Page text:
Patients are at risk for falling. Especially patients who are elderly, have cognitive impairment due to head trauma or take multiple medications.
Falls can lead to multiple and serious negative outcomes such as long-term pain, extended stay in hospital or, in the worst cases, death.
To reduce the occurrence of patient falls and improve safety, the Falls Prevention Team at Vancouver General Hospital (VGH) has developed a new toolkit and program that will spread across all Vancouver Coastal Health (VCH) sites over the coming months.
“This new program has certainly increased awareness about how to prevent our patients from falling,” says Doris Bohl, Clinical Nurse Educator (CNE). “Nurses are taking that extra step to think about ‘why’ the patient fell, and that’s really making a difference in the quality of personalized care we can provide to VGH patients.”
Planning for the new Falls Prevention Program began in early 2013, following VGH’s accreditation survey in November 2012. At the time, several VGH units were identified as having excellent falls prevention measures in place, but there were inconsistencies, particularly in the various ways falls risk assessments were performed upon patient admission.
“We knew that different forms and processes were in use across the hospital,” says Joan Chocholik, Project Manager. “So we began by meeting with the various units across Vancouver Acute to discuss how we could streamline their work and provide a better experience for our patients.”
By August 2013, the new Falls Prevention Toolkit was rolled out, beginning with units where falls were the most frequently reported patient safety event in SLS (Vancouver Coastal’s version of PSLS).
The toolkit includes:
- standard falls risk assessment forms
- evidence-based standards of practice
- individual care planning guidelines
“It’s still early days,” says Joan, “but the new standards have been very well received by front-line staff. We’re now well positioned to achieve our goal of reducing the occurrence of falls, here at VGH and ultimately all VCH facilities.”
Their primary goal, she says, is to reduce falls with harm by 20%.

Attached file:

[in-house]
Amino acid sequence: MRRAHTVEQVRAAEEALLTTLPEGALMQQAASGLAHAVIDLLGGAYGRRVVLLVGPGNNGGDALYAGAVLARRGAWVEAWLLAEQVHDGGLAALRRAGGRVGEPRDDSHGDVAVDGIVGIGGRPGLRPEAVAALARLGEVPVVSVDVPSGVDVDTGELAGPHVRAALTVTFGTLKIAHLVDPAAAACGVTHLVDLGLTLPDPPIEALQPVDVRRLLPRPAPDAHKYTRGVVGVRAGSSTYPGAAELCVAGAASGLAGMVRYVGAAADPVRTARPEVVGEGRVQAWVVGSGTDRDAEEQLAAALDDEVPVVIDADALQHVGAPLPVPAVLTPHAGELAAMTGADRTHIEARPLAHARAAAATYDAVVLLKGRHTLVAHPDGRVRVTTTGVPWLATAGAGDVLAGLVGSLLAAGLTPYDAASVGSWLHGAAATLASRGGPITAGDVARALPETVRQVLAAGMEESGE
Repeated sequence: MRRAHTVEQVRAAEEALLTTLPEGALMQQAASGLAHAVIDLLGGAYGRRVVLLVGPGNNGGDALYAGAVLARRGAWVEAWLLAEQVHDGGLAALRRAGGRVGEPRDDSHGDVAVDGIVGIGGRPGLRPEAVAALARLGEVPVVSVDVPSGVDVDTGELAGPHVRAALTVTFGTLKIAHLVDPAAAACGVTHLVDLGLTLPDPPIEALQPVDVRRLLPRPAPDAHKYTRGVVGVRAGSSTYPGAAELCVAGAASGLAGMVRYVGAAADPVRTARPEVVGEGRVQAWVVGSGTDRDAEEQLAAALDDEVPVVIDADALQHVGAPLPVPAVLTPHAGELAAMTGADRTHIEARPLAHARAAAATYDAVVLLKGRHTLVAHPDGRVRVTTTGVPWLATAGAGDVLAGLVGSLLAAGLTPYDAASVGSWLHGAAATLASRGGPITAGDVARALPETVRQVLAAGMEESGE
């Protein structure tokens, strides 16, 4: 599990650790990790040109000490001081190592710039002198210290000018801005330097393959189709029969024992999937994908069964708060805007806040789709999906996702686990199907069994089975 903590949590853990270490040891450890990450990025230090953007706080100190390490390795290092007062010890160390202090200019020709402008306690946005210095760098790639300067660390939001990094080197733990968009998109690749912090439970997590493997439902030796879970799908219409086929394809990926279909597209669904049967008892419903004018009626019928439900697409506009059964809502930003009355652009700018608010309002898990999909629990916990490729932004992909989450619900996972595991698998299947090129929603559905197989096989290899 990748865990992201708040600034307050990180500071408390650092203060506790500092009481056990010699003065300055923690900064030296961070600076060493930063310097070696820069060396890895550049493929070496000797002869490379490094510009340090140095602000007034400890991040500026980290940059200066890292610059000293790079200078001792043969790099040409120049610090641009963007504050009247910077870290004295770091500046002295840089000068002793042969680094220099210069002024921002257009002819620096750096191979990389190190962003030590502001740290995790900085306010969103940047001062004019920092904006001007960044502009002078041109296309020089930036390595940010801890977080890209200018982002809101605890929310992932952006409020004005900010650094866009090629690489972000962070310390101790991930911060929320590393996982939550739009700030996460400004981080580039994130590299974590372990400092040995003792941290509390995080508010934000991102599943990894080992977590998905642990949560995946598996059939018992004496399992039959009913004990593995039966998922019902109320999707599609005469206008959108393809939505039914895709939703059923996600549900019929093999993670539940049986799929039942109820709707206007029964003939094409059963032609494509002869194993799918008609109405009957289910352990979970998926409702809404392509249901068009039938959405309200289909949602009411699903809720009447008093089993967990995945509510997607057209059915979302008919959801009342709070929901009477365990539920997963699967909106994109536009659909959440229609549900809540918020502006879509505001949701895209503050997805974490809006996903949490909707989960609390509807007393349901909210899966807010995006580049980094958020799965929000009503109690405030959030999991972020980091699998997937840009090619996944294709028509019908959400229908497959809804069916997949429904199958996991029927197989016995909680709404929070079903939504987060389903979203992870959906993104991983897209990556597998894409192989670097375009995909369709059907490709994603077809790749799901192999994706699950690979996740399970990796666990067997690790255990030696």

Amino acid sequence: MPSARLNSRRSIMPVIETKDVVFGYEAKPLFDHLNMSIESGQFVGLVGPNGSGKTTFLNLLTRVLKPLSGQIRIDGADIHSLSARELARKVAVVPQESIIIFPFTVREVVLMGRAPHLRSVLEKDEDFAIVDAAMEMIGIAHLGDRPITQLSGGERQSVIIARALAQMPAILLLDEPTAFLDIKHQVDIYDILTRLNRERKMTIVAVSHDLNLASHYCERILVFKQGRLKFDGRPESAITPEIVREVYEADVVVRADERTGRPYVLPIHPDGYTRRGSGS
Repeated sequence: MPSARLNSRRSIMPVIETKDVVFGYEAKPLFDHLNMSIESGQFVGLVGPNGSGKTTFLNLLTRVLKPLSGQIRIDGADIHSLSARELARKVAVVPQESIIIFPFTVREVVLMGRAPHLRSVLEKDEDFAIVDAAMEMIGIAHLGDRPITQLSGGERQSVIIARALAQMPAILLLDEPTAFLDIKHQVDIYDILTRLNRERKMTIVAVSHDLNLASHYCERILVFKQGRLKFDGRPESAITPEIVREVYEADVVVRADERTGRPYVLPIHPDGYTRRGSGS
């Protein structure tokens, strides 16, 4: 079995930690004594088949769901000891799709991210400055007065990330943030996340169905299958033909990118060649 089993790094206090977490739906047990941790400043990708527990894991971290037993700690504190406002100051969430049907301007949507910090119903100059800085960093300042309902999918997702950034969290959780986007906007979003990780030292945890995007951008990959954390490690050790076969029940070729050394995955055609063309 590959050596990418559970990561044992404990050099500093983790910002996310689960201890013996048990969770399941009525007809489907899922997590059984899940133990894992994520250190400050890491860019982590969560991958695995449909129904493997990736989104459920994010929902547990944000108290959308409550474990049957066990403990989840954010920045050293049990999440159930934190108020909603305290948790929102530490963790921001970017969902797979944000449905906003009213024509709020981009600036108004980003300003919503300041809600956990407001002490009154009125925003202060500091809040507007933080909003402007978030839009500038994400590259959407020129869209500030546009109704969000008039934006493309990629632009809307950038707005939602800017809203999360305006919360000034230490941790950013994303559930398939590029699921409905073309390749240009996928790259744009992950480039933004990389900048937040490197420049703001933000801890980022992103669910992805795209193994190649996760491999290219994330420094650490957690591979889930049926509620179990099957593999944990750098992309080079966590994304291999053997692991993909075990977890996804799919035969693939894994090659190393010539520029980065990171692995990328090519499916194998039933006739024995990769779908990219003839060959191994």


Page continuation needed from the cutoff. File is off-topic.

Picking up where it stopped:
“VGH staff reviews SLS data on a monthly basis to identify where, when and how patients are falling. That way we can see what strategies are working and where we can do better. SLS gives us a complete picture of falls prevention ‘in action’ and allows us to measure our improvement over time.”
When asked how things have changed since the new standards were put in place, Margaret Little, CNE, says,
“We talk about safety and standards of practice much more now. This program has been excellent for our unit because our patient population is quite challenging – from hip fractures to serious head injuries – so it has really improved our critical thinking about falls and given us the tools we need to more accurately assess the likelihood of patients falling.”
With numerous staff education sessions offered, the majority of VGH staff is now trained on how to apply the new falls prevention standards and report falls into SLS. And, as a way to promote conversations about safety, each unit’s falls prevention progress is displayed under their “Safety & Quality” banner for all staff to see.
Congratulations! To the VGH Falls Prevention Team and all staff involved with falls prevention at VGH. You are making a difference to enhance patient care and safety.
We would also like to acknowledge members of the VGH Falls Prevention Team who are missing from the team photo above: Nureya Khimani, CNE, Acute Medicine; Margaret Little, CNE, Orthopaedic Surgery; Marilyn Shamatutu, CNE, Acute Care for Elders; Teresa Green, practice educator, OT; Phil Sweeney, practice educator, Physiotherapy; Tena Ganovicheff, PSM, Acute Care for Elders; Lilibeth Ocampo, PSM, Orthopaedic Surgery; Jennifer Keefe, project support, Vancouver Acute.
Stay tuned for more stories from The VGH Falls Prevention Team as their initiative continues to spread across all Vancouver Coastal facilities.
For more information about falls prevention at VGH, please contact firstname.lastname@example.org.